Using the trouser test, I am quite mobile today. This has been the case for the last few days, though the situation does deteriorate towards the evening. That was why I resorted to heavyweight pain killers and ended up writing about constipation. I learned a couple of valuable lessons there – one being to read the information leaflets that come in pill packets and the other to resist the lure of self-medication. I’ve previously used co-codamol to take the edge of my arthritis but only one or two doses and day and usually just for the one day. The pills I used last week have been on the shelf for around eighteen months. That’s how little I use them.
When I picked them up last week I actually smiled and felt a feeling of relief.That’s how bad things were – worse than arthritis. It set a small alarm bell ringing, as I know someone who became addicted to them, and I wasn’t sure my reaction was 100% healthy. I took them on two successive evenings and each time took a couple of extras, just to make sure I would be able to sleep. Not particularly sensible, but not wildly irresponsible either. On the third night I took paracetamol and the next night didn’t need anything. However, regular readers will already know about the side-effects.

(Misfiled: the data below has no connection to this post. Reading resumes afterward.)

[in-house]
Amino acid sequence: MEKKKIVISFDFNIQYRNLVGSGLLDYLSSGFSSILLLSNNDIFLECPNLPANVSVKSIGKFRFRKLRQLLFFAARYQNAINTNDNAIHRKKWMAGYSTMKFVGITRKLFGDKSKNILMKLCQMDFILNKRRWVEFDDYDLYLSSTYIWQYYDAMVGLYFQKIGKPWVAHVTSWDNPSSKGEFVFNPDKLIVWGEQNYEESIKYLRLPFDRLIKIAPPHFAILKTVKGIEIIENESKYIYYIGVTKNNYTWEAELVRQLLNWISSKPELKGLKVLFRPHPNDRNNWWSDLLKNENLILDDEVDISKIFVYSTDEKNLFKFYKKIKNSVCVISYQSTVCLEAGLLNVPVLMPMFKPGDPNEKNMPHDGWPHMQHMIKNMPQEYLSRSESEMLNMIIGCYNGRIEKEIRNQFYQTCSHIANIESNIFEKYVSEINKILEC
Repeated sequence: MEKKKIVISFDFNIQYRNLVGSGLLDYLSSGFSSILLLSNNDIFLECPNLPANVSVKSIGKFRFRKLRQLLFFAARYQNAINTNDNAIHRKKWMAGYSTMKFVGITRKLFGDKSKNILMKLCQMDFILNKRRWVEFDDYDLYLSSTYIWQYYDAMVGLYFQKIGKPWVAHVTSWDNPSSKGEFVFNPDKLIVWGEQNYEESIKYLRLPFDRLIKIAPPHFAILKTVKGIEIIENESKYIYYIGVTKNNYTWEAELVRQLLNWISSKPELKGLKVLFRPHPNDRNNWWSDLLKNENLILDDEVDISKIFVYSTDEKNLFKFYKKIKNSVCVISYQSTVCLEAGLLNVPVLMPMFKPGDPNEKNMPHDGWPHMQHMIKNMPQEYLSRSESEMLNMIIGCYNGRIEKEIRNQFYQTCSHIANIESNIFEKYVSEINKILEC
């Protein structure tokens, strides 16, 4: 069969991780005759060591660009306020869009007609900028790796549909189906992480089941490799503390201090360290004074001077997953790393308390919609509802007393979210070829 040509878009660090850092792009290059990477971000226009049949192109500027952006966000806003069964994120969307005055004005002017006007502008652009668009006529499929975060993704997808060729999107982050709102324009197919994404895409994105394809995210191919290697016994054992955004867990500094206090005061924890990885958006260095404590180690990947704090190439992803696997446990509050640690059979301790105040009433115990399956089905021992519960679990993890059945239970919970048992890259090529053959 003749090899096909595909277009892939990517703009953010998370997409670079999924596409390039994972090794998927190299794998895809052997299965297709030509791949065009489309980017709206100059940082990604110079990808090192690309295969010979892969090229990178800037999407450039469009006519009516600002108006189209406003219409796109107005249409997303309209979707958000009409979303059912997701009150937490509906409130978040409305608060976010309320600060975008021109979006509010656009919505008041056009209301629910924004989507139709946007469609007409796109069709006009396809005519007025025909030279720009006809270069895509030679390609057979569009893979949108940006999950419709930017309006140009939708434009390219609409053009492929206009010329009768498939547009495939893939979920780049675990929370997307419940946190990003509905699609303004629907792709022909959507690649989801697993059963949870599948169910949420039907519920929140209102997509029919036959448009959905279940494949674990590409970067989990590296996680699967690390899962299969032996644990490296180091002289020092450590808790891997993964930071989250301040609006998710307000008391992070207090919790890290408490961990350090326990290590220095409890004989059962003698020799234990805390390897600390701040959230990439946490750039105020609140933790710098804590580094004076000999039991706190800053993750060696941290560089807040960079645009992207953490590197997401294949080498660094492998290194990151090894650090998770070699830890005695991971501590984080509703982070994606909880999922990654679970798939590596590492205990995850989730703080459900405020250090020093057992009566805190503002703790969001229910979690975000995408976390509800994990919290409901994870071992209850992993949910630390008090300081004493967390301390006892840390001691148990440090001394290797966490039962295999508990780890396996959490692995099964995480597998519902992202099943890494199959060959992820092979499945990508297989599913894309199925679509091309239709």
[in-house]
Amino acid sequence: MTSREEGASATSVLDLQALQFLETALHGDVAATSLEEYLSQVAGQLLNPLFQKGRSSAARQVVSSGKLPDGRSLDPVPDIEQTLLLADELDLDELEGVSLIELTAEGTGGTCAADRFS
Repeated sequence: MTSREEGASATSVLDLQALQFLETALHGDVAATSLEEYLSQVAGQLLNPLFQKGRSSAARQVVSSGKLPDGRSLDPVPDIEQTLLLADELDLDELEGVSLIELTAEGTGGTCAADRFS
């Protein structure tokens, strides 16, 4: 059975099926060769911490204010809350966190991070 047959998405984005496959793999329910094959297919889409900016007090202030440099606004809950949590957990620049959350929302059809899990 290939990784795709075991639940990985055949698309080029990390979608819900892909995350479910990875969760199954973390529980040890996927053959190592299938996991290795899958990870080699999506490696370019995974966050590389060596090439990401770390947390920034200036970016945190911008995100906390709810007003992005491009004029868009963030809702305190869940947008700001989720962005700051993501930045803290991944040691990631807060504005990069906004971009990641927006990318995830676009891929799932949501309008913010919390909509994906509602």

I just looked up a list of people who died on the toilet, expecting to find quite a few – Elvis and George II being two I already knew about, but the internet is surprisingly silent on the subject. Toilet-based fatalities seem mainly based around political assassinations in mediaeval toilets, which allowed access for spears, and modern drug takers.
There is one ironic case – a convicted murderer in the USA was spared the electric chair but, a little later, decided to repair his television whilst sitting on a metal toilet. There are so many questions in my mind regarding this, but let’s just say it didn’t end well for him.
You may also want to look up this link – a disaster that befell the Holy Roman Empire in 1184 but seems to have missed all the history books I have ever read. I cannot think why.
Finally, thank you for your enquiries and good wishes – I am mostly recovered. Physically I feel fine, mentally I am restored – I just need my mobility. The main mobility problem is that the NHS seem unable to bandage a leg without doing the foot and ankle. This means I can’t get a shoe on and I can’t drive. I’ve had this argument with them before. They don’t want me to recover, they just want to bandage me like a diagram from a 1920s textbook.